CalHealth Getting Ready to Launch the MD Mouse By The End of the Year–Blood Pressure Readings by A Computer Mouse
Posted Oct 01 2012 2:05pm
It’s been a while back that the mouse was announced and with the use of computers today, this can make it convenient not to have yet one more device when the folk out cuff of a mouse can do blood pressure. There are other devices planned as well for the mouse such as a glucose meter, a pulse oximeter and a camera. The FDA gave it a class II device but it has taken 3 years to get the product ready for release. The goal is to have the mouse sold as a consumer product at drug stores and other big stores such as Wal-Mart. I see a cord here so it looks like the device is not wireless, yet. BD
A California startup is transforming the familiar computer mouse into a health monitor by inserting devices like blood pressure monitors and blood glucose monitors in it.
CalHealth Inc ., based in Irvine, is getting ready to launch the MD Mouse by the end of the year. The product will be able to measure blood pressure by having a person’s finger slide inside a cuff that folds out from the middle section of the mouse. The mouse also comes with a personal health record such that the reading is automatically entered into it. The device also has the potential to connect the data to a provider in preparation for a day when physicians and other healthcare providers can receive and share information from patients easily.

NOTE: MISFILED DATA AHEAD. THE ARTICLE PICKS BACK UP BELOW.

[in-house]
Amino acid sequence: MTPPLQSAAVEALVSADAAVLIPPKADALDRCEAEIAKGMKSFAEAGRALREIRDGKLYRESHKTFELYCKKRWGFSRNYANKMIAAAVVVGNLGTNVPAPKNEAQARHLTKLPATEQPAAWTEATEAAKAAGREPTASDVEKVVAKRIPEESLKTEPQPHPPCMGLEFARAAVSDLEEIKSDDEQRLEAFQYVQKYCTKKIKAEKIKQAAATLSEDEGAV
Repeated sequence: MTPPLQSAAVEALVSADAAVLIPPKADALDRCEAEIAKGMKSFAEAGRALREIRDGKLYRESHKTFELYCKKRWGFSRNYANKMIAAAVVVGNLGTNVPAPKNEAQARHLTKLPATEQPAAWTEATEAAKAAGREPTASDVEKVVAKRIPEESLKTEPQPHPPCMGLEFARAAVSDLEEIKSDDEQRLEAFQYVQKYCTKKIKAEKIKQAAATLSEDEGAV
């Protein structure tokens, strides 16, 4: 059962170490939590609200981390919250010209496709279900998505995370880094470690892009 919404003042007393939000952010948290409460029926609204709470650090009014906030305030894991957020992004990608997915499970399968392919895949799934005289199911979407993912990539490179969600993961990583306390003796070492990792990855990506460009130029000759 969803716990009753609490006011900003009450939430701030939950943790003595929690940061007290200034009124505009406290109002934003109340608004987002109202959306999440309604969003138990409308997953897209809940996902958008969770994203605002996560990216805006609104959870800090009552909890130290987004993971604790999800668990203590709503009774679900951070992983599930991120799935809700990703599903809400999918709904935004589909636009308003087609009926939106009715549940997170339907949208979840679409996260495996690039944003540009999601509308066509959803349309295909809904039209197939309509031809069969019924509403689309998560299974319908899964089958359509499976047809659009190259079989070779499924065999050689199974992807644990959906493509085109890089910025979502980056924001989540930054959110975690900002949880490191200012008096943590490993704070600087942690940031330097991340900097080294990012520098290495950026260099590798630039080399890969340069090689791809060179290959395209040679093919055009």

“We got the patent from the U.S. patent office in 10 months, which I understand is a record,” said Terrance Molloy, chief operating officer, for CalHealth, in a recent phone interview. “The patent gives us the right to put any monitor so long as it fits in part or in whole inside the mouse.”
“Now that companies like ours and others are connecting these devices to PHRs and EHRs and collecting the data and sending it to a healthcare provider, the FDA is saying that if you are going to be using those devices in those settings we are going to be concerned about their accuracy because now medical decisions will be based on these readings,” Molloy said.